When everything around you is chaotic, how do you find peace? Meditation takes you within yourself, communing with God, remembering that you are always supported. Being outside enjoying nature, can invite a sense of freedom and gratitude. Letting your beliefs truly be your guiding light, holding them close and finding the practices that really nourish your spirit, elevates the day and lightens your heart. Keeping it simple whenever you can is just good, solid advice.

In yoga we stabilize and then lengthen & soften, add breath and relax. We stay steadily engaged, but relaxed. Being steady in your strength with a practice that grounds you physically engenders a spiritual steadiness that provides peace within. You can step off the mat and into your life with genuine, active good will toward others. You might even find more compassion for others, seeking to do what’s best for them. And if more of us lived this way, there would be a lot less chaos.

View my complete schedule of classes at the Yoga Center of Columbia!

It’s a Yoga Practice, Not a Perfect

LotusDrawing.purchasedWhen I was young, I played the flute. I practiced every day, even the boring stuff, like scales. I was thrilled when, after years of practice, I could play the Telemann Suite in A Minor, and it actually sounded like, well, the Telemann Suite in A Minor. When we love what we do, we want to do more of it, right? The practicing becomes the journey, the goals fall away, and we enjoy the ride.

Yoga is just the same. Getting “good” at yoga is a problematic idea that I’ll write about another day. For now, suffice to say that the practice is the whole point. If you can practice with a teacher every week and then take a bit from that practice home with you, it’s gold. If you have the space, leave a yoga mat unfurled in your home…if it’s staring you in the face, you’re more likely to step on it and do something. Five minutes on your own every day will do wonders for your physical and mental well-being. Trust me, I’ve learned by doing. The days that I practice I’m not just nicer (ask my family), but I have more mental clarity, focus and I’m better able to be present. My body feels lighter, and I move with ease.

The main thing is to show up to your mat every day. It almost doesn’t matter what you do. If you’re feeling a bit off, you could lay there on your mat and breathe. That’s yoga. You could step on your mat, do a few poses, and then go walk the dog or make breakfast or throw in a load of laundry. Maybe later in the day, you’d walk by your lonely yoga mat and step back on for a pose or two! Let go of the idea of “not doing it right” and just DO it.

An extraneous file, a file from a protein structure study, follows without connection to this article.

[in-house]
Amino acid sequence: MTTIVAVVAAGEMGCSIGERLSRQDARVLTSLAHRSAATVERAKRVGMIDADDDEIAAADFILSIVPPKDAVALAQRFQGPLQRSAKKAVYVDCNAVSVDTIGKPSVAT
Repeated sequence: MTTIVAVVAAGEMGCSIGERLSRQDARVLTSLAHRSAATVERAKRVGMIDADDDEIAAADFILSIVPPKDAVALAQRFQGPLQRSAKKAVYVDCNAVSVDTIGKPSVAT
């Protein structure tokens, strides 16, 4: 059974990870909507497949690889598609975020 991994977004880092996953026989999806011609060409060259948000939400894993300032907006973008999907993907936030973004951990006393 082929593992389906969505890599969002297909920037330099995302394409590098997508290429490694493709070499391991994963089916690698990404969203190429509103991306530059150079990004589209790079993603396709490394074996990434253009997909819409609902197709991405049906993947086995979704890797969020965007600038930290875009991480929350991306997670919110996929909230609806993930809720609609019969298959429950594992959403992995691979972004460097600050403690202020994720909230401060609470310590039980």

“A big shot is a little shot that kept shooting.” — Anonymous

View my complete schedule of classes at the Yoga Center of Columbia!

Yoga, Before & After

Lately I’ve been asking my students to reflect on how their bodies and minds feel as we begin the practice. They take  a few moments to center and just check in. We’ll often come back to these questions toward the end of the practice, and see what gifts the asana practice has given. I usually see tension in students’ eyes or bodies as they arrive, and the relaxed versions of those wonderful people when they leave! What happened to bring about this dramatic change?

It’s a beautiful thing to let your mind get quiet, to focus on connecting your breath with your movements, and to listen to the rhythm of a teacher’s voice…an asana practice gives you a break from thinking and the opportunity to feel. A yogi feels her strength and power when she moves into Adho Mukha Svanasana (Downward Facing Dog), and then, deepening into the pose, finds a delicious opening when the hips and upper thighs press back. Hugging the forearms toward each other and finding your core integrity, the muscles on the back engage and the neck & spine find freedom. This deep inner awareness of the physical body gives the thinking mind a break, and it’s a dance we delight in over and over again, moving through the rhythm of a well-rounded practice. Heat builds in the body and the prana (breath) flows more easily and creates more space.

And then there’s the final pose, Savasana (Relaxation Pose). After building heat and strength and making more space for prana to flow, we rest comfortably for 10 minutes or so. The breath slows as the body settles deeply into rest. Here’s how good it is:  someone created a t-shirt that says, “I only came for Savasana.” And so here’s why yogis arise from a practice as the people we’re meant to be:  we have paused, reflected, engaged, and let go. We take this truer, relaxed version of ourselves out into the world. And it makes a difference!

View my complete schedule of classes at the Yoga Center of Columbia!

Standing on Your Own Two Feet — A Yoga Miracle

Standing on your own two feet is the most important asana — Judith Hanson Lasater

One of the very first poses a yogi learns is Tadasana, Mountain pose (pictured above). On the surface, it doesn’t look like much, does it? She’s just standing there, right? No, not really! As I tell students, there are a lot of layers to Tadasana, and we unpeel those layers over a long stretch of consistent practice. There’s really a whole lot happening in a well-aligned Tadasana, and in fact, we attempt to bring that Tadasana alignment into every yoga pose. Kindness, patience, consistency, and a willingness to regard the body with new eyes are key to this unfolding.